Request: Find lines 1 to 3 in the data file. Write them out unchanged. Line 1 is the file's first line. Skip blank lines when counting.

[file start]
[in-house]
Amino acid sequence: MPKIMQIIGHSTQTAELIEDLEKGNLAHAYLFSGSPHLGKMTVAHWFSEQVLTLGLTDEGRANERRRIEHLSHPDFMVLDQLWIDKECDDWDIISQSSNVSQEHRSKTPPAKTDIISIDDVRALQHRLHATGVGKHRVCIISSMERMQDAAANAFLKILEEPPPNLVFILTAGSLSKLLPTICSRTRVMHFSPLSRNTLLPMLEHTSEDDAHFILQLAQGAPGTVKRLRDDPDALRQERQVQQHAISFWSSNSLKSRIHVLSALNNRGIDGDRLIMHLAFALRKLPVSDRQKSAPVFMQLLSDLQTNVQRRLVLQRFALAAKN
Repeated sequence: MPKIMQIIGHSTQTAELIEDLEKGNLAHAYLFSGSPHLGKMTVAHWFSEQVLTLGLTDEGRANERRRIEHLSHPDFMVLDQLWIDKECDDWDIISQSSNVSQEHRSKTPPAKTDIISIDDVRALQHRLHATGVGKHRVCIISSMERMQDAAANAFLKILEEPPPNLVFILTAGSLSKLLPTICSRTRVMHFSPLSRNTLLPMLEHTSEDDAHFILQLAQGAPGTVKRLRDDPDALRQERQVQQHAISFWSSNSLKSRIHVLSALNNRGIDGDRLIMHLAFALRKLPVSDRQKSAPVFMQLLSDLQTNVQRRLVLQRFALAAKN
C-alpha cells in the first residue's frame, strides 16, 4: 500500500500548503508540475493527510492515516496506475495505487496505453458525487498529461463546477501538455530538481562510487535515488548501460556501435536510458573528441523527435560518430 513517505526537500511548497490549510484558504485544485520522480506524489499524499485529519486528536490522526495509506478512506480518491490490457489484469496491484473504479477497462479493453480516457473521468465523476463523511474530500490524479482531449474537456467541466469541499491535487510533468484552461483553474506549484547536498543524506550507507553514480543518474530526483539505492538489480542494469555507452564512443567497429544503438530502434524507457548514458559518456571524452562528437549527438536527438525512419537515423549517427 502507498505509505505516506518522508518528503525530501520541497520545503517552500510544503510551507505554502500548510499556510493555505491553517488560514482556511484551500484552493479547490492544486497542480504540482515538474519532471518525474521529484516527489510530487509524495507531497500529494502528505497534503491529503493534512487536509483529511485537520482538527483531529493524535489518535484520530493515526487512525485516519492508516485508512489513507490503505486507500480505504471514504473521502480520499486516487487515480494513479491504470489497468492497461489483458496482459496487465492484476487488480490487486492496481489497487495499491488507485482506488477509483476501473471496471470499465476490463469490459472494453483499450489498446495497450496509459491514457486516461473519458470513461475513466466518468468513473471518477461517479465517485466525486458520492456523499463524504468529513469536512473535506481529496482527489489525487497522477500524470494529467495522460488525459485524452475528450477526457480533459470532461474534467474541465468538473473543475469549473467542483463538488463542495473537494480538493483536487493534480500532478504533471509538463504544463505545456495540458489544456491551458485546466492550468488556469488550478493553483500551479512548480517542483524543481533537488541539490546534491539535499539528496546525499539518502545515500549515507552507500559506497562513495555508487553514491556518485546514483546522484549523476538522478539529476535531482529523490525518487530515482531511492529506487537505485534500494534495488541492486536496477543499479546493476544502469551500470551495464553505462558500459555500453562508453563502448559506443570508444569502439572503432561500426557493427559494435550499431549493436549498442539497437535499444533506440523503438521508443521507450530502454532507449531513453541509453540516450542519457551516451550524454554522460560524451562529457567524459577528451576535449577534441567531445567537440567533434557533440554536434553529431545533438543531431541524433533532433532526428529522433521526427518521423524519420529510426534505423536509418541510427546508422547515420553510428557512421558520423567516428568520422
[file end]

[in-house]
Amino acid sequence: MPKIMQIIGHSTQTAELIEDLEKGNLAHAYLFSGSPHLGKMTVAHWFSEQVLTLGLTDEGRANERRRIEHLSHPDFMVLDQLWIDKECDDWDIISQSSNVSQEHRSKTPPAKTDIISIDDVRALQHRLHATGVGKHRVCIISSMERMQDAAANAFLKILEEPPPNLVFILTAGSLSKLLPTICSRTRVMHFSPLSRNTLLPMLEHTSEDDAHFILQLAQGAPGTVKRLRDDPDALRQERQVQQHAISFWSSNSLKSRIHVLSALNNRGIDGDRLIMHLAFALRKLPVSDRQKSAPVFMQLLSDLQTNVQRRLVLQRFALAAKN
Repeated sequence: MPKIMQIIGHSTQTAELIEDLEKGNLAHAYLFSGSPHLGKMTVAHWFSEQVLTLGLTDEGRANERRRIEHLSHPDFMVLDQLWIDKECDDWDIISQSSNVSQEHRSKTPPAKTDIISIDDVRALQHRLHATGVGKHRVCIISSMERMQDAAANAFLKILEEPPPNLVFILTAGSLSKLLPTICSRTRVMHFSPLSRNTLLPMLEHTSEDDAHFILQLAQGAPGTVKRLRDDPDALRQERQVQQHAISFWSSNSLKSRIHVLSALNNRGIDGDRLIMHLAFALRKLPVSDRQKSAPVFMQLLSDLQTNVQRRLVLQRFALAAKN